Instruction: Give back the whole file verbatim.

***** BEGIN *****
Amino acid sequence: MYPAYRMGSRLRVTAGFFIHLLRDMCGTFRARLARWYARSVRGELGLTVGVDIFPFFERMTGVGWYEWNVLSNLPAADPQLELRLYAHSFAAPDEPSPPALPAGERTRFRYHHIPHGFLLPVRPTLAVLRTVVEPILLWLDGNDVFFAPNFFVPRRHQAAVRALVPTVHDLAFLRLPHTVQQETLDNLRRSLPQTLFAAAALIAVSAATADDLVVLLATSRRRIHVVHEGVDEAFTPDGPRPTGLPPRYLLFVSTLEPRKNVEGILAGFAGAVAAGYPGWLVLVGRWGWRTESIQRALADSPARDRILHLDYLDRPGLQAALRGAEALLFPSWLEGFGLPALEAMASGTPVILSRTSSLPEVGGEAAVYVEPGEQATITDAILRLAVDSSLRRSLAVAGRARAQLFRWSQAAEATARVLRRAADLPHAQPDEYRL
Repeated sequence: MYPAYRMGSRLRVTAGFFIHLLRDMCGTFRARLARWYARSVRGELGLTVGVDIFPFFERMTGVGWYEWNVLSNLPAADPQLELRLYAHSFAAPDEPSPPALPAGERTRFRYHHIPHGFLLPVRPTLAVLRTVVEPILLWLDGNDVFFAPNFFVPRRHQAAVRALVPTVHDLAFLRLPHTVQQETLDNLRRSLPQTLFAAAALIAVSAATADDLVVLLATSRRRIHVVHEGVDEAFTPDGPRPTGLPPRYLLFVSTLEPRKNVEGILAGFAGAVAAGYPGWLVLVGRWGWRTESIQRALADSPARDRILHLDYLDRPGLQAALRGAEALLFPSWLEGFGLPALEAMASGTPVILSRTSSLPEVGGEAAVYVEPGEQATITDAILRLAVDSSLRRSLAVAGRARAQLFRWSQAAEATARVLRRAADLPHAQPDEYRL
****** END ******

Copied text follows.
Amino acid sequence: MYPAYRMGSRLRVTAGFFIHLLRDMCGTFRARLARWYARSVRGELGLTVGVDIFPFFERMTGVGWYEWNVLSNLPAADPQLELRLYAHSFAAPDEPSPPALPAGERTRFRYHHIPHGFLLPVRPTLAVLRTVVEPILLWLDGNDVFFAPNFFVPRRHQAAVRALVPTVHDLAFLRLPHTVQQETLDNLRRSLPQTLFAAAALIAVSAATADDLVVLLATSRRRIHVVHEGVDEAFTPDGPRPTGLPPRYLLFVSTLEPRKNVEGILAGFAGAVAAGYPGWLVLVGRWGWRTESIQRALADSPARDRILHLDYLDRPGLQAALRGAEALLFPSWLEGFGLPALEAMASGTPVILSRTSSLPEVGGEAAVYVEPGEQATITDAILRLAVDSSLRRSLAVAGRARAQLFRWSQAAEATARVLRRAADLPHAQPDEYRL
Repeated sequence: MYPAYRMGSRLRVTAGFFIHLLRDMCGTFRARLARWYARSVRGELGLTVGVDIFPFFERMTGVGWYEWNVLSNLPAADPQLELRLYAHSFAAPDEPSPPALPAGERTRFRYHHIPHGFLLPVRPTLAVLRTVVEPILLWLDGNDVFFAPNFFVPRRHQAAVRALVPTVHDLAFLRLPHTVQQETLDNLRRSLPQTLFAAAALIAVSAATADDLVVLLATSRRRIHVVHEGVDEAFTPDGPRPTGLPPRYLLFVSTLEPRKNVEGILAGFAGAVAAGYPGWLVLVGRWGWRTESIQRALADSPARDRILHLDYLDRPGLQAALRGAEALLFPSWLEGFGLPALEAMASGTPVILSRTSSLPEVGGEAAVYVEPGEQATITDAILRLAVDSSLRRSLAVAGRARAQLFRWSQAAEATARVLRRAADLPHAQPDEYRL